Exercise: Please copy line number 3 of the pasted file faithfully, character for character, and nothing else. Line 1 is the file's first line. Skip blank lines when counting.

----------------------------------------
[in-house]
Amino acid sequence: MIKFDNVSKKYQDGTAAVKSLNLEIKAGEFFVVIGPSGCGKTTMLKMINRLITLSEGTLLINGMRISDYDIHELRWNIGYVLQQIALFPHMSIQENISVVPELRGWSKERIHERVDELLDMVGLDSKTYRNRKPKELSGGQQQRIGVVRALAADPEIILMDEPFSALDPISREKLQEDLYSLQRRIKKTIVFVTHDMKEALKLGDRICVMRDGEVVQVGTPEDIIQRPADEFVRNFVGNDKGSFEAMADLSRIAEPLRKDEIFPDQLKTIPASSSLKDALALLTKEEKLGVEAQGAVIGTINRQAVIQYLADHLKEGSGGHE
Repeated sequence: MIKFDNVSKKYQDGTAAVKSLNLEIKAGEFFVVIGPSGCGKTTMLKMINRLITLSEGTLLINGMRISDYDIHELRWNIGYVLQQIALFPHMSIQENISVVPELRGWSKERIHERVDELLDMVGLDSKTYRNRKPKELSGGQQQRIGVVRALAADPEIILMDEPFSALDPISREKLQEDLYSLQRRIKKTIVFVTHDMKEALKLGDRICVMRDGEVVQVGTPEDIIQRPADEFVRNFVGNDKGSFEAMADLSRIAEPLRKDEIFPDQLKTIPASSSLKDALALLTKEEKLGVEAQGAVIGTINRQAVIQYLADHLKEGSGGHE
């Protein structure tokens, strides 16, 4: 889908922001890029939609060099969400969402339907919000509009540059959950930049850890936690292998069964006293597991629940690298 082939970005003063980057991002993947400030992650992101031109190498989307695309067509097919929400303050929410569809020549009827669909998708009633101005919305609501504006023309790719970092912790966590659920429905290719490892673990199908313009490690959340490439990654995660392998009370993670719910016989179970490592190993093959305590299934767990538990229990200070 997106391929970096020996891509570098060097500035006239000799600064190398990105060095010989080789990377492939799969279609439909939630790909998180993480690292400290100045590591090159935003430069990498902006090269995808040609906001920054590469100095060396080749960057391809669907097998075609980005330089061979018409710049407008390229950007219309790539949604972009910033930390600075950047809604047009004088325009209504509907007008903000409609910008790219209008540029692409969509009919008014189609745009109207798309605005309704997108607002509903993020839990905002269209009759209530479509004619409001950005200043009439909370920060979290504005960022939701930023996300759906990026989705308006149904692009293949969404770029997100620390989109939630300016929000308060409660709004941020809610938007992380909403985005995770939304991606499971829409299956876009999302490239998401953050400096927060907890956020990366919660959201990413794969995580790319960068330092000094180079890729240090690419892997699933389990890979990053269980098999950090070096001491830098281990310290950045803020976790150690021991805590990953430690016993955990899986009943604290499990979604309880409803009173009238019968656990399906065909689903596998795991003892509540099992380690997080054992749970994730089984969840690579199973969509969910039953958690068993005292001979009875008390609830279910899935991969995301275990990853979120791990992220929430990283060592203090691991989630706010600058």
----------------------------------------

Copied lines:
Repeated sequence: MIKFDNVSKKYQDGTAAVKSLNLEIKAGEFFVVIGPSGCGKTTMLKMINRLITLSEGTLLINGMRISDYDIHELRWNIGYVLQQIALFPHMSIQENISVVPELRGWSKERIHERVDELLDMVGLDSKTYRNRKPKELSGGQQQRIGVVRALAADPEIILMDEPFSALDPISREKLQEDLYSLQRRIKKTIVFVTHDMKEALKLGDRICVMRDGEVVQVGTPEDIIQRPADEFVRNFVGNDKGSFEAMADLSRIAEPLRKDEIFPDQLKTIPASSSLKDALALLTKEEKLGVEAQGAVIGTINRQAVIQYLADHLKEGSGGHE